Your honor is your reputation as a man among men, but because there are so many men with so many ideas about masculinity, to stay sane you have to decide which group or kind of men. Define your boundaries and close the circle, or leave yourself open to judgment by a thousand codes and billions of eyes.

The sowilo or sig rune ϟ has also been associated with honor and victory, as well as the sun. Depending on how the rune is formed, two facing sig runes can be joined to create an othala rune.


ingwazFreyr (Ingwaz)

It is likely that the majority of the warriors who fought and died in wars probably did not have children. A lot of them probably died virgins. Many young men have joined dangerous expeditions, war bands, pirate ships, armies and so forth with the hope of one day being able to afford a wife or children or even a regular whore. A man can demonstrate all of the tactical virtues and be regarded as an exceptional man among men, but remain a bachelor or without children. Two Odin-like adventurers, soldiers, researchers and writers — Lawrence of Arabia and Richard Francis Burton — both died without children, and they would be regarded as having been good at being men by almost anyone. I’m sure you’ve encountered fathers who appear to be extremely weak, passive, cowardly or effeminate. Masculinity can exist without fatherhood, and frequently does, and extremely effeminate men can become fathers, so fatherhood cannot define the phenomenon of masculinity as a way of being.

Still, fatherhood follows naturally from manhood, and without children, no band, gang or tribe can survive more than a generation unless it continually recruits from outside. Most men who survived long enough eventually fathered children by a wife, mistress, slave or concubine. Fatherhood is an aspect of masculinity and a role that most men eventually take on in some form. It’s not essential to masculinity, but it’s still important and relevant.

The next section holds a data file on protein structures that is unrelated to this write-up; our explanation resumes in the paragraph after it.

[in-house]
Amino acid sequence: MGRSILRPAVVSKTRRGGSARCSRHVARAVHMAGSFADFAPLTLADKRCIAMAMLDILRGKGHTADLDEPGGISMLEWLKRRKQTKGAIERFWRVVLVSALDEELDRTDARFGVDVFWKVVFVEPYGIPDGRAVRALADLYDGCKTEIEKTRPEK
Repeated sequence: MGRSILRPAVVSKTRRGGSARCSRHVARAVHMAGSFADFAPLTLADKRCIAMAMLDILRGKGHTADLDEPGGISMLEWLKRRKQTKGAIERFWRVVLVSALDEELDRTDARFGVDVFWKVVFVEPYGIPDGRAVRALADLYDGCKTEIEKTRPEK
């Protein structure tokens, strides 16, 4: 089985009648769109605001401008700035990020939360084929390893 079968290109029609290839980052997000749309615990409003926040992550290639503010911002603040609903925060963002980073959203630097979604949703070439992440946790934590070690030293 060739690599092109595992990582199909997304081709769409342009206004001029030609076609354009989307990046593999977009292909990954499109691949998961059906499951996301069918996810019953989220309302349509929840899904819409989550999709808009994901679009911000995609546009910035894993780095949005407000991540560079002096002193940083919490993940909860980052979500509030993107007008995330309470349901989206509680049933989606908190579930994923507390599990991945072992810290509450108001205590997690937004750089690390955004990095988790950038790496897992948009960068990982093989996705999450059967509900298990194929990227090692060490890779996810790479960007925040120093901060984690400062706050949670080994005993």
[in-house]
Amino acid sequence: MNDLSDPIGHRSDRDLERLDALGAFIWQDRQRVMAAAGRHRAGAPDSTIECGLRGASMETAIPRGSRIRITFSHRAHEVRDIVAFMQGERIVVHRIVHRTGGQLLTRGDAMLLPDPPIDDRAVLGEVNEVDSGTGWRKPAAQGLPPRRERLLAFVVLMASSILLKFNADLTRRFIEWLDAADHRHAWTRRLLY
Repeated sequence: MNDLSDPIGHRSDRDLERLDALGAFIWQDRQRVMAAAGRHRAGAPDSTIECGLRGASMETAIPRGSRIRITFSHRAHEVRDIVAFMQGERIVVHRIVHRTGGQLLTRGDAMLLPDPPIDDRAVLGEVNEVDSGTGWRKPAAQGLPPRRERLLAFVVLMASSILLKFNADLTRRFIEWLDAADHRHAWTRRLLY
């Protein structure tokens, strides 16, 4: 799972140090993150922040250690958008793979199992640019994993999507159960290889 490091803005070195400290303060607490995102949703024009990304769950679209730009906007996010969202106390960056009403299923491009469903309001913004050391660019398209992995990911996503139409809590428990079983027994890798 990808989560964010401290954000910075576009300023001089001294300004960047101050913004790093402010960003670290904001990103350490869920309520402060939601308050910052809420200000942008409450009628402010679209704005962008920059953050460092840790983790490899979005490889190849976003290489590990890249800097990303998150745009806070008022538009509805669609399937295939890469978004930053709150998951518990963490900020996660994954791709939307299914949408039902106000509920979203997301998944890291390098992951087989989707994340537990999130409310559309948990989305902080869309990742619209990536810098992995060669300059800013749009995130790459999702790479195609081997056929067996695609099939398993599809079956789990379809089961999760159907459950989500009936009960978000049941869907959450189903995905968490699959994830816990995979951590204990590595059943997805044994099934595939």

The god Freyr is associated with fertility, the harvest, wealth, peace and prosperity. And just as fatherhood is separate from but linked to masculinity, Freyr is separate from but linked to the other gods, who are known as the Aesir. Freyr is one of the Vanir, a distinct tribe of gods who fought with the Aesir until a truce was called and Freyr, his sister Freya, and their father Njörðr – a god of seafaring and wealth – went to live with the Aesir. Odin is, of course, “The Allfather,” and could be associated with fatherhood as well, but Odin as a concept is more concerned with big ideas than with home life and the everyday reality of fatherhood.

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Drinks, Fonts and Gendering Objects

Polly Prissy Pants

Paying nine bucks for a simple drink seems like a waste of money, so when I go out to one of Portland’s many great restaurants, I try something made with ingredients I can’t afford to keep stocked in my globe bar at home.

I’m not going to play Garth Brooks and pretend I’m just too darn simple to appreciate anything but Jack Daniels and Budweiser. Dude probably laughs and guzzles champagne with Beluga and blinis every time he does an encore of “Friends in Low Places” for the Wal-Mart country crowd. I’ve been around good food for years, and I know what I like.

We’re living in a renaissance of fine drink mixing, and while you’ll never hear me say “mixologist” or “artisan cocktail,” bartenders really are doing some nifty things with booze. I’ve had some truly inventive, artfully-balanced and complex drinks in the past few years.